For the installation you can either jump over to the official 3D Gaussian Splatting repository and follow their instructions or head over to The NeRF Guru on YouTube who does an excellent job in showing how to install all you need. I recommend the later.

I personally chose to install colmap on windows because I was not able to build colmap from source with GPU support in my WSL environment and for windows there is a pre-built installer. The optimization for the 3D Gaussian Splatting has been done on Linux. But it actually does not really matter and the commands I show you are equal on either Windows or Linux.

Capture a Video

Ask someone to capture a video of you. You must stand as still as possible and the other person must walk around you trying to capture you from any angle.

Some Hints:

  1. Choose a pose where it is easy for you not to move. E.g. holding your hands up for 1 minute without moving is not that easy 😅
  2. Choose a high framerate for capturing the video to reduce motion blur. E.g. 60fps.
  3. If you have a small GPU, don’t film in 4k otherwise the optimizer is likely to crash with an out of memory exception.
  4. Ensure there is sufficient light, so your recording is crisp and clear.
  5. If you have a small GPU, prefer indoor scenes over outdoor scenes. Outdoor scenes have a lot of “high frequency” content aka. small things close to each other like gras and leaves which leads to many Gaussians being spawned during the adaptive densification.

Once you have recorded your video move it to your computer and extract single frames using ffmpeg.

ffmpeg -i <PATH_VIDEO> -qscale:v 1 -qmin 1 -vf fps=<FRAMES_PER_SEC> <PATH_OUTPUT>/%04d.jpg

This command takes the video and converts it into jpg images of high quality with low compression (only jpg works). I usually use between 4–10 frames per second. The output files will be named with an up counting four-digit number.

You should then end up with a folder full of single frame images like so:

Single frame input images. Image by Sascha Kirch.
Fig.5: Single frame input images. Image by Sascha Kirch.

Some hints for better quality:

  1. Remove blurry images — otherwise leads to a haze around you and spawns “floaters”.
  2. Remove images where your eyes are closed — otherwise leads to blurry eyes in the final model.
Good vs. bad image. Image by Sascha Kirch.
Fig.6: Good vs. bad image. Image by Sascha Kirch.

Obtain Point Cloud and Camera Poses

As mentioned earlier the gaussian splatting algorithm needs to be initialized. One way is to initialize the Gaussians’ mean with the location of a point in 3D space. We can use the tool colmap which implements structure from motion (SfM) to obtain a sparse point cloud from images only. Luckily, the authors of the 3D Gaussian Splatting paper provided us with code to simplify the process.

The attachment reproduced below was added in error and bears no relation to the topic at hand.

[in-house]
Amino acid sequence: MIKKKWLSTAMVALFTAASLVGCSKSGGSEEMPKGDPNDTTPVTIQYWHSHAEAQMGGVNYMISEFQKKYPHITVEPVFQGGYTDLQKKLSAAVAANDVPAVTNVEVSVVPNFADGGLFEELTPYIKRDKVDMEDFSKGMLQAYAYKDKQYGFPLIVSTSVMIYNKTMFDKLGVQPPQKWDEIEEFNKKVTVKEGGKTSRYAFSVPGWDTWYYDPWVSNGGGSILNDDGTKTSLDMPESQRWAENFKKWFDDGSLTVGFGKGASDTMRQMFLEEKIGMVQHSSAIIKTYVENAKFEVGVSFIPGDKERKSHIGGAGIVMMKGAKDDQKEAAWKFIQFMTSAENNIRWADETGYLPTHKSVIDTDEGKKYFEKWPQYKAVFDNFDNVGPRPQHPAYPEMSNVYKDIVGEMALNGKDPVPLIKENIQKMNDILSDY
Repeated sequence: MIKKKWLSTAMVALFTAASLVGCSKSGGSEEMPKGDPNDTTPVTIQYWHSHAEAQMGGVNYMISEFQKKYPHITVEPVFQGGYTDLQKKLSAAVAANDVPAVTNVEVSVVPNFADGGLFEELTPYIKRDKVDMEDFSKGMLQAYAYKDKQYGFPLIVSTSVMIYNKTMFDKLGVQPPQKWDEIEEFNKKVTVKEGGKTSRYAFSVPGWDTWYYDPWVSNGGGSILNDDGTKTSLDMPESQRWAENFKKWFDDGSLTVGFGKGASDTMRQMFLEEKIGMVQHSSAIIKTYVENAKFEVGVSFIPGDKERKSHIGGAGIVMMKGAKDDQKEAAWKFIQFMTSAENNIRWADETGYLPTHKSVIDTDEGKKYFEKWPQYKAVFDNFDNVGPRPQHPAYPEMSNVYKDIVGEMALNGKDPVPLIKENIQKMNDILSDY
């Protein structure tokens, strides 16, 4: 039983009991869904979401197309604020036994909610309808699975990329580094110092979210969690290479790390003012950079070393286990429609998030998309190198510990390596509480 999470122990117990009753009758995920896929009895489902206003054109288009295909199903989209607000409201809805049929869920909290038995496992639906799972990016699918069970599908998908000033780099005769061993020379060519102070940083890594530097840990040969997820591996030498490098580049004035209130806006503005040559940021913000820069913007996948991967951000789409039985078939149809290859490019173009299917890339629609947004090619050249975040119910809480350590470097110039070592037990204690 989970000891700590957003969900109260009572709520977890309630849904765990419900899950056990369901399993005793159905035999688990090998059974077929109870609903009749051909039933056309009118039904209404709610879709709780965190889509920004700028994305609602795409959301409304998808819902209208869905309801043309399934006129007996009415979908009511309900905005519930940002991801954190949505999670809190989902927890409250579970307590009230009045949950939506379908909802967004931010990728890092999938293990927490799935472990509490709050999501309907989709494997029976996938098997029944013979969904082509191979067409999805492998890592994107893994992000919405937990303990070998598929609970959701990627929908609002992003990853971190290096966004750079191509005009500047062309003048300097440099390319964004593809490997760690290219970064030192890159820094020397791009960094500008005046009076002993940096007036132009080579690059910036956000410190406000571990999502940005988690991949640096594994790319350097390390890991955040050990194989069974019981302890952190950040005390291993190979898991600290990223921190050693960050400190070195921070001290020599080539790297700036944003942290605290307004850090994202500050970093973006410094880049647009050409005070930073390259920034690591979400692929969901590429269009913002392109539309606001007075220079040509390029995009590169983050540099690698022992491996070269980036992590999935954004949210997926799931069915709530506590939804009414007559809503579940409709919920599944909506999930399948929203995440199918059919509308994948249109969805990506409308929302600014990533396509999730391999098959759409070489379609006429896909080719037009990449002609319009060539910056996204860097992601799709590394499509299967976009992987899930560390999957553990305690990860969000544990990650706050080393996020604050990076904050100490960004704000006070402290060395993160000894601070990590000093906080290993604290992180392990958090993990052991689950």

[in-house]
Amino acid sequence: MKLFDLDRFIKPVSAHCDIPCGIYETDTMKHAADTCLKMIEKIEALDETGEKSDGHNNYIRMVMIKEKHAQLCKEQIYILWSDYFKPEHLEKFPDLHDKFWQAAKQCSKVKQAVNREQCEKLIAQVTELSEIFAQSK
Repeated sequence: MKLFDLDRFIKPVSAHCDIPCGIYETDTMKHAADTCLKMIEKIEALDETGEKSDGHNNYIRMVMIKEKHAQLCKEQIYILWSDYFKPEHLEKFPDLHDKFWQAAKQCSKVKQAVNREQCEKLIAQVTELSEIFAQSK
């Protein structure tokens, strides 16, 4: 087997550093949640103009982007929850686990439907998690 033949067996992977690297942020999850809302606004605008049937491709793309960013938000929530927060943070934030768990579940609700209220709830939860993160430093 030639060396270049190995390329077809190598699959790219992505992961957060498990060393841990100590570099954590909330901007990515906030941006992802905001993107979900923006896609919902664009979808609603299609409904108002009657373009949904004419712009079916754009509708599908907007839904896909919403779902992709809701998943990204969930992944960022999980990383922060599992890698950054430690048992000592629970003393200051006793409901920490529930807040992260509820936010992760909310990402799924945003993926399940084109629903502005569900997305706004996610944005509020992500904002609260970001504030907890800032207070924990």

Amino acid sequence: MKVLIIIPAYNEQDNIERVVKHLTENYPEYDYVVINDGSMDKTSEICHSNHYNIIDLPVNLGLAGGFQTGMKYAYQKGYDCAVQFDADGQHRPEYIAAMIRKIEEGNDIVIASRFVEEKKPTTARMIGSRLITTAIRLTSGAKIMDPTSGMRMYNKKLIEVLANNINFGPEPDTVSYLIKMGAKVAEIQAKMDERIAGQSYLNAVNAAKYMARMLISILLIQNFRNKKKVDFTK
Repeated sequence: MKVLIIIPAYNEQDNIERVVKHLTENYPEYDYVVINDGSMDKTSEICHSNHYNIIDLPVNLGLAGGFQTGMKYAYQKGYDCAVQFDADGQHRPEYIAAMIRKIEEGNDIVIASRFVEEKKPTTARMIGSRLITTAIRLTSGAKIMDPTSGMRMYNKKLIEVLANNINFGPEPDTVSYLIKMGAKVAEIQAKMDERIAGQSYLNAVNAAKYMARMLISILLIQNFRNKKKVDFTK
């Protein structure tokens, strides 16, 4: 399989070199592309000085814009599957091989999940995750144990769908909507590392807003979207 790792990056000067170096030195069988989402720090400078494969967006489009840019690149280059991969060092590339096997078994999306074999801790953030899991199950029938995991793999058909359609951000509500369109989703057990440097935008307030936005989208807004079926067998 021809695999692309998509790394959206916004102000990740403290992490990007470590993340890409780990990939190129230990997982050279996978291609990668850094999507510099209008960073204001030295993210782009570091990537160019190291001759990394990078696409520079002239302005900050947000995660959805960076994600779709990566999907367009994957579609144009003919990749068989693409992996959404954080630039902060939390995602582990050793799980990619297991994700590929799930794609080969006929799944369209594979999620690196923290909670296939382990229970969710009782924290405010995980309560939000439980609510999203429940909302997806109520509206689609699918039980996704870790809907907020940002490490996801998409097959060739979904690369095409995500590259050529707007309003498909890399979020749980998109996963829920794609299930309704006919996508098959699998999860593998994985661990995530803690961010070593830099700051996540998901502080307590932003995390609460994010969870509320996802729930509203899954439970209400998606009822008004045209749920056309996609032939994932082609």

So head over to the Gaussian Splatting repo you cloned, activate your environment and call the convert.py script.

python .\convert.py -s <ROOT_PATH_OF_DATA> --resize

The root path to your data is the directory that contains the “input” folder with all the input images. In my case I created a subfolder within in the repo: ./gaussian-splatting/data/<NAME_OF_MODEL>. The argument --resize will output additional images with a down sampling factors 2, 4, and 8. This is important in case you run out of memory for high resolution images, so you can simply switch to a lower resolution.

Note: I had to set the environment variable CUDA_VISIBLE_DEVICES=0 for the GPU to being used with colmap.

Depending on the number of images you have, this process might take a while, so either grab a cup of coffee or stare at the progress like I sometimes do wasting a lot of time 😂

Once colmap is done you can type colmap gui into your command line and inspect the sparse point cloud.

To open the point cloud click on “File>import model” and navigate to <ROOT_PATH_DATA>/sparse/0 and open that folder.

Sparse point cloud output and camera poses from colmap. Image by Sascha Kirch.
Fig.7: Sparse point cloud output and camera poses from colmap. Image by Sascha Kirch.

The red objects are cameras the SfM algorithm estimated from the input frames. They represent the position and pose of the camera where a frame was captured. SfM further provides the intrinsic camera calibration, which is important for the 3D gaussian splatting algorithm so gaussians can be rendered into a 2D image during optimization.

Run the Gaussian Splatting Optimizer

Everything up until now has been preparation for the actual 3D Gaussian splatting algorithm.

The script to train the 3D Gaussian splatt is train.py. I usually like to wrap those python scripts into a shell script to be able to add comments and easily change the parameters of a run. Here is what I use:

Except for the data_device=cpu all arguments are set to their default. If you run into memory issues, you can try tweaking the following arguments:

resolution: this is the down sampling factor of the image resolution. 1 means full resolution, and 2 means half resolution. Since we have used --resize for the convert.py for the sparse point cloud generation, you can test with 1, 2, 4 and 8. Before lowering the resolution I recommend trying to lower sh_degree first.

sh_degree: Sets the maximum degree of the spherical harmonics, with 3 being the maximum. Lowering this value has a large impact on the memory footprint. Remember that the spherical harmonics control the view-dependent color rendering. Practically sh_degree=1 usually still looks good from my experience.

densify_*_iter: Controls the span of iterations where adaptive densification is performed. Tweaking the argument might result in fewer points being spawned hence a lower memory footprint. Note that this might have a big impact on the quality.

If everything turns out well, you hopefully end up with a scene as shown below. In the next section we jump into the visualization and postprocessing.

Optimized scene represented in 3D gaussian splattings. Image by Sascha Kirch.
Fig.8: Optimized scene represented in 3D gaussian splattings. Image by Sascha Kirch.

You can actually see quite nice the gaussian shape of individual splats in low density regions.

Post Processing

Even though the Gaussian splatting repo comes with its own visualizer, I prefer to use Super Splat since it is much more intuitive and you can directly edit your scene.

So to get started, head the Super Splat editor and open your ply-file, located under ./output/<RUN_NAME/point_cloud/iteration_xxxx>.

I usually start to remove most of the background points using a sphere as indicated below.